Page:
Punishing female negotiators for asserting too much…or not enough: Exploring why advocacy moderates backlash against assertive female negotiators
We complement prior findings that self-advocating female negotiators are reluctant to assert their interests and subsequently suffer financial repercussions, relative to other-advocating females, self-advocating males, and other-advocating males, by showing that self-advocating female negotiators who do assert their interests suffer negative social judgments (i.e., backlash). We use nascent theory on societal norms for the behavior of each gender to explain why advocacy context moderates backlash. We show that assertive, self-advocating women suffer a social backlash (for example, decreased likability) because their behavior is associated with high negative masculine and low positive feminine characterizations. Non-assertive, other-advocating women suffer a leadership backlash (for example, lower presumed competency) because their behavior is associated with high negative feminine and low positive masculine characterizations. Interestingly, male negotiators do not suffer any backlash consequences despite being characterized in a fashion similar to that of the females in each condition.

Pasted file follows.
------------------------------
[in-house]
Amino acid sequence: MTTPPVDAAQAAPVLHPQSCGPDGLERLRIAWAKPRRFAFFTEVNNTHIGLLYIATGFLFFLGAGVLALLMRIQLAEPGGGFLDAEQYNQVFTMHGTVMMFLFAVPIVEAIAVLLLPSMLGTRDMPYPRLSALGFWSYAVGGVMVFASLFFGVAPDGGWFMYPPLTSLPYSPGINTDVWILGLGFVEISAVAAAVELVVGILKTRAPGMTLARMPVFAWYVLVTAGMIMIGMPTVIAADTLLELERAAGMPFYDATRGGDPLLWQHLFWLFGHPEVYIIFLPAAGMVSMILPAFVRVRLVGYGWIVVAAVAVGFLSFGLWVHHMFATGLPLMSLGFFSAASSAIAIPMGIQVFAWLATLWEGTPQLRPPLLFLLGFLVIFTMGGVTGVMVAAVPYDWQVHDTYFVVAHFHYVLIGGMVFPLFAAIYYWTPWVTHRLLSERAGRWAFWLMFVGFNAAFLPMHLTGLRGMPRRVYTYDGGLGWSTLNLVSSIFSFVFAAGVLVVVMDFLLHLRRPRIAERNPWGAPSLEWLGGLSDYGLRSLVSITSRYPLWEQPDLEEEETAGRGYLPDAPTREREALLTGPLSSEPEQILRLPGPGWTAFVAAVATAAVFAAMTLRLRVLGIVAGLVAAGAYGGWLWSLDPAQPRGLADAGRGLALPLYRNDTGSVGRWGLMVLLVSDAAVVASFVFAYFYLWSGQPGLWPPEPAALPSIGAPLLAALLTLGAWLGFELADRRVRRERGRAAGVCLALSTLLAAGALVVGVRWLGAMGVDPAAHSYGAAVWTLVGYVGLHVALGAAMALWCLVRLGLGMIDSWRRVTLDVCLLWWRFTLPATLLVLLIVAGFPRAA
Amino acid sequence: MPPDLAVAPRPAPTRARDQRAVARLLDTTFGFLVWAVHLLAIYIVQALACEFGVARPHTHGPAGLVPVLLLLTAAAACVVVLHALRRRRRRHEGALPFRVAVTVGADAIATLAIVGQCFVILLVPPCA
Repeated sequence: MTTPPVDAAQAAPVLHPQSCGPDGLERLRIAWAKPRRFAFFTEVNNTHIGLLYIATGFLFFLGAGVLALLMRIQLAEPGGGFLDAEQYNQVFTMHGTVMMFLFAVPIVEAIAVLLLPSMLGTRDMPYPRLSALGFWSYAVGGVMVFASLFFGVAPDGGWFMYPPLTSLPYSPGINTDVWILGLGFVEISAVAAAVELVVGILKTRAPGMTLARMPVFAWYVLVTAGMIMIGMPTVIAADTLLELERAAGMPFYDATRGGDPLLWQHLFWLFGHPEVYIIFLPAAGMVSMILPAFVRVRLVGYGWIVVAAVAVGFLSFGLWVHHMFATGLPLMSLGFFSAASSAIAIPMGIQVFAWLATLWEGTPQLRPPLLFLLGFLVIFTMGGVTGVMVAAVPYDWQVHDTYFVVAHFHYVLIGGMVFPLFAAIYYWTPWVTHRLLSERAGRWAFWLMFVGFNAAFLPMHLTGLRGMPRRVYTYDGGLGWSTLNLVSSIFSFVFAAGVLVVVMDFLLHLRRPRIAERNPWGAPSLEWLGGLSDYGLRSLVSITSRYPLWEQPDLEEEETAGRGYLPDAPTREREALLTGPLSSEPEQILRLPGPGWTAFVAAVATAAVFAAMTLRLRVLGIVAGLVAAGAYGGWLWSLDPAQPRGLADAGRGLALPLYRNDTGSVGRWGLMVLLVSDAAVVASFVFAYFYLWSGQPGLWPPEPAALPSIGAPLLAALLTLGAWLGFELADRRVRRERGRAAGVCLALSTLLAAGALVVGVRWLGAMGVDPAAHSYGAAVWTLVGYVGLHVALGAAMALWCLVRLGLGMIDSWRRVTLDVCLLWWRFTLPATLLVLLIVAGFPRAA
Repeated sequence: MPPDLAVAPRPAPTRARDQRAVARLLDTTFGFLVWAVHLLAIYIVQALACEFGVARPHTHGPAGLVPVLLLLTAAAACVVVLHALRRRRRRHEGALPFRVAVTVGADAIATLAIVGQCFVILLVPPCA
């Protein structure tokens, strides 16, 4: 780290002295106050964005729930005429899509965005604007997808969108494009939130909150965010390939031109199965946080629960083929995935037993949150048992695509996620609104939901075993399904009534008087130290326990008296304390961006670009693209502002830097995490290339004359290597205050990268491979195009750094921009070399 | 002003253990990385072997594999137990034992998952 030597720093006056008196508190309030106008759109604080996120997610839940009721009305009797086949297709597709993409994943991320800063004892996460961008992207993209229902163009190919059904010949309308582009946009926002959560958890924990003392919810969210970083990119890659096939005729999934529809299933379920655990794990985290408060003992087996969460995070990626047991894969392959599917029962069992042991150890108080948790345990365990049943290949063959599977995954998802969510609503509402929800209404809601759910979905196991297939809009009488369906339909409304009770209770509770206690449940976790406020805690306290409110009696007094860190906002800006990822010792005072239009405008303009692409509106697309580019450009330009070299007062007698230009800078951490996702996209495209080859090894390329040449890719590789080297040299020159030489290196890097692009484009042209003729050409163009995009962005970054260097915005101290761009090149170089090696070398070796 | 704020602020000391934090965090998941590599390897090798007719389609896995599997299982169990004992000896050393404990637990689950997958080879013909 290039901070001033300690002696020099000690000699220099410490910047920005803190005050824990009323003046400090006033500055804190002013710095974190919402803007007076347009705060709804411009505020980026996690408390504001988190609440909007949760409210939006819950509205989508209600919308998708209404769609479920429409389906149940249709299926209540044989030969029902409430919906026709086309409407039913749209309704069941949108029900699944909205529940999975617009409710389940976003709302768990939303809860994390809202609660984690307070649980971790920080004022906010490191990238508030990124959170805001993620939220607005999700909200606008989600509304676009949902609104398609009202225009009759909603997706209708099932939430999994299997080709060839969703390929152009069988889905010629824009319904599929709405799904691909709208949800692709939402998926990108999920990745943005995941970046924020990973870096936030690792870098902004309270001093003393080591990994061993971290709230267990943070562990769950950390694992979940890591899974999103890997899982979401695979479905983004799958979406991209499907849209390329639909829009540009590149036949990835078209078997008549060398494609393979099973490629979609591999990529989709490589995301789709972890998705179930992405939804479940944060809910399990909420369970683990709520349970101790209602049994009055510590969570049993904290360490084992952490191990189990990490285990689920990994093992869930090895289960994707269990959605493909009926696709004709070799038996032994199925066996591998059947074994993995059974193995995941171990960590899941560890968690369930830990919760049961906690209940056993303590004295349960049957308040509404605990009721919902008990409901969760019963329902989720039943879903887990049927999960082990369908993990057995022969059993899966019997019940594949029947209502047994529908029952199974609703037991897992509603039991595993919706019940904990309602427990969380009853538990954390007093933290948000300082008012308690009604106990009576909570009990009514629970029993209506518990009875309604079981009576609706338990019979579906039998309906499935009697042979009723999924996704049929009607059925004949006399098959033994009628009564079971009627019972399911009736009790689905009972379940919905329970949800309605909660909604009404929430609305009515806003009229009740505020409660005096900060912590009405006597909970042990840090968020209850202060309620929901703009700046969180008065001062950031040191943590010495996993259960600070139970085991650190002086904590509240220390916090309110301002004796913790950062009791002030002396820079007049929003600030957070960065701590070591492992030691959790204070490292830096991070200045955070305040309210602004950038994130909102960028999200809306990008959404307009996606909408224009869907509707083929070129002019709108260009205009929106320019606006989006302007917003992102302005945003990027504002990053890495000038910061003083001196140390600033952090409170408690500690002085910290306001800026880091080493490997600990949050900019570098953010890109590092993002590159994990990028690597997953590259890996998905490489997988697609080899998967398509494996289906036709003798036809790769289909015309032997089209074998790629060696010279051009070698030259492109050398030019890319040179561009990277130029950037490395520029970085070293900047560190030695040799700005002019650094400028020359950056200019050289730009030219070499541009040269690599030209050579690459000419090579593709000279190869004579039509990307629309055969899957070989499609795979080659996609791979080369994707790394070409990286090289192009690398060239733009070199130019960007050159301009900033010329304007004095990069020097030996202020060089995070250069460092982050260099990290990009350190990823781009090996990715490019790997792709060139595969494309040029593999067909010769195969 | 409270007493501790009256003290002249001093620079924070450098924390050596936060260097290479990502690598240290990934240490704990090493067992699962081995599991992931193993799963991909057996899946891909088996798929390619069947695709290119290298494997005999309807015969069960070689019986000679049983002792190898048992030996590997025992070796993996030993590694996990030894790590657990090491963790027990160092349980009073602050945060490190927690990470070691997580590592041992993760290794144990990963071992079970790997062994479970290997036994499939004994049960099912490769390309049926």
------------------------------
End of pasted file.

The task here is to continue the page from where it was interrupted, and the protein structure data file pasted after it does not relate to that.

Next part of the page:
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Volume (Year): 120 (2013)
Issue (Month): 1 ()
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- Ernst Fehr & Urs Fischbacher, 2004. "Social norms and human cooperation," Macroeconomics 0409026, EconWPA.
- Bowles, Hannah Riley & Babcock, Linda & McGinn, Kathleen L., 2005. "Constraints and Triggers: Situational Mechanics of Gender in Negotiation," Working Paper Series rwp05-051, Harvard University, John F. Kennedy School of Government.
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- Bowles, Hannah Riley & Babcock, Linda & Lai, Lei, 2007. "Social incentives for gender differences in the propensity to initiate negotiations: Sometimes it does hurt to ask," Organizational Behavior and Human Decision Processes, Elsevier, vol. 103(1), pages 84-103, May.
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